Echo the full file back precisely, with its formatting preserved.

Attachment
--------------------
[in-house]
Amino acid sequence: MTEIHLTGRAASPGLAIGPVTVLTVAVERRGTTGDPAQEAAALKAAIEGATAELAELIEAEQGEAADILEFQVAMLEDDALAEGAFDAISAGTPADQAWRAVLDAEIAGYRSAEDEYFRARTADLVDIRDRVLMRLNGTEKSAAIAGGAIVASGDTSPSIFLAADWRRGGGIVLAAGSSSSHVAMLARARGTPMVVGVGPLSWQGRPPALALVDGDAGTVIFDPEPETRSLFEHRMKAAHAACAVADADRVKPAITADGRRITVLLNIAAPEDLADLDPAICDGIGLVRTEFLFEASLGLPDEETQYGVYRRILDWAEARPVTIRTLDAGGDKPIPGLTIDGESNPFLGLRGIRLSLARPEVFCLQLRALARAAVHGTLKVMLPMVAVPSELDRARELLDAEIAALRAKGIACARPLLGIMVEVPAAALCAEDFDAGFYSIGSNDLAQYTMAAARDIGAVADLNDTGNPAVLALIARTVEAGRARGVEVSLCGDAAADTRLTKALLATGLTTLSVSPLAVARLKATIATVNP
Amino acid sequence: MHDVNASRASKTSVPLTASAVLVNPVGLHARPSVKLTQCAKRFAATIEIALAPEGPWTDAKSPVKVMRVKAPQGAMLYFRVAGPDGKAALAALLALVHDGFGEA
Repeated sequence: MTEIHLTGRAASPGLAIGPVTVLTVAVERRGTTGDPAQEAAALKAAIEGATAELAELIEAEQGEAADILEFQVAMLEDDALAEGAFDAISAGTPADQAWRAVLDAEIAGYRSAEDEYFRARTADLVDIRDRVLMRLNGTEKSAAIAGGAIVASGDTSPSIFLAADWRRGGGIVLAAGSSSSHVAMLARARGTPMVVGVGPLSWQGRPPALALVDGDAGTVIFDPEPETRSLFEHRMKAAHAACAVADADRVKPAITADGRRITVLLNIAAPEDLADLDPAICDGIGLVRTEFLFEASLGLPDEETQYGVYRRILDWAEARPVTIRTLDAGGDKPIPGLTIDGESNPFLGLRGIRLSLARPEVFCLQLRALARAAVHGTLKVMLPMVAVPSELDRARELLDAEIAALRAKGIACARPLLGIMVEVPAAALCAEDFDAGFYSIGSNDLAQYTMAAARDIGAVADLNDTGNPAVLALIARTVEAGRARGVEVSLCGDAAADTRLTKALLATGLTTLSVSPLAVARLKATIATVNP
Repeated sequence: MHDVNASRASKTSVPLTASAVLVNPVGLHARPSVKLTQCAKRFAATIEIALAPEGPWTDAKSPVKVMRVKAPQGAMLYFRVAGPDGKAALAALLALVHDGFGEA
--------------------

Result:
[in-house]
Amino acid sequence: MTEIHLTGRAASPGLAIGPVTVLTVAVERRGTTGDPAQEAAALKAAIEGATAELAELIEAEQGEAADILEFQVAMLEDDALAEGAFDAISAGTPADQAWRAVLDAEIAGYRSAEDEYFRARTADLVDIRDRVLMRLNGTEKSAAIAGGAIVASGDTSPSIFLAADWRRGGGIVLAAGSSSSHVAMLARARGTPMVVGVGPLSWQGRPPALALVDGDAGTVIFDPEPETRSLFEHRMKAAHAACAVADADRVKPAITADGRRITVLLNIAAPEDLADLDPAICDGIGLVRTEFLFEASLGLPDEETQYGVYRRILDWAEARPVTIRTLDAGGDKPIPGLTIDGESNPFLGLRGIRLSLARPEVFCLQLRALARAAVHGTLKVMLPMVAVPSELDRARELLDAEIAALRAKGIACARPLLGIMVEVPAAALCAEDFDAGFYSIGSNDLAQYTMAAARDIGAVADLNDTGNPAVLALIARTVEAGRARGVEVSLCGDAAADTRLTKALLATGLTTLSVSPLAVARLKATIATVNP
Amino acid sequence: MHDVNASRASKTSVPLTASAVLVNPVGLHARPSVKLTQCAKRFAATIEIALAPEGPWTDAKSPVKVMRVKAPQGAMLYFRVAGPDGKAALAALLALVHDGFGEA
Repeated sequence: MTEIHLTGRAASPGLAIGPVTVLTVAVERRGTTGDPAQEAAALKAAIEGATAELAELIEAEQGEAADILEFQVAMLEDDALAEGAFDAISAGTPADQAWRAVLDAEIAGYRSAEDEYFRARTADLVDIRDRVLMRLNGTEKSAAIAGGAIVASGDTSPSIFLAADWRRGGGIVLAAGSSSSHVAMLARARGTPMVVGVGPLSWQGRPPALALVDGDAGTVIFDPEPETRSLFEHRMKAAHAACAVADADRVKPAITADGRRITVLLNIAAPEDLADLDPAICDGIGLVRTEFLFEASLGLPDEETQYGVYRRILDWAEARPVTIRTLDAGGDKPIPGLTIDGESNPFLGLRGIRLSLARPEVFCLQLRALARAAVHGTLKVMLPMVAVPSELDRARELLDAEIAALRAKGIACARPLLGIMVEVPAAALCAEDFDAGFYSIGSNDLAQYTMAAARDIGAVADLNDTGNPAVLALIARTVEAGRARGVEVSLCGDAAADTRLTKALLATGLTTLSVSPLAVARLKATIATVNP
Repeated sequence: MHDVNASRASKTSVPLTASAVLVNPVGLHARPSVKLTQCAKRFAATIEIALAPEGPWTDAKSPVKVMRVKAPQGAMLYFRVAGPDGKAALAALLALVHDGFGEA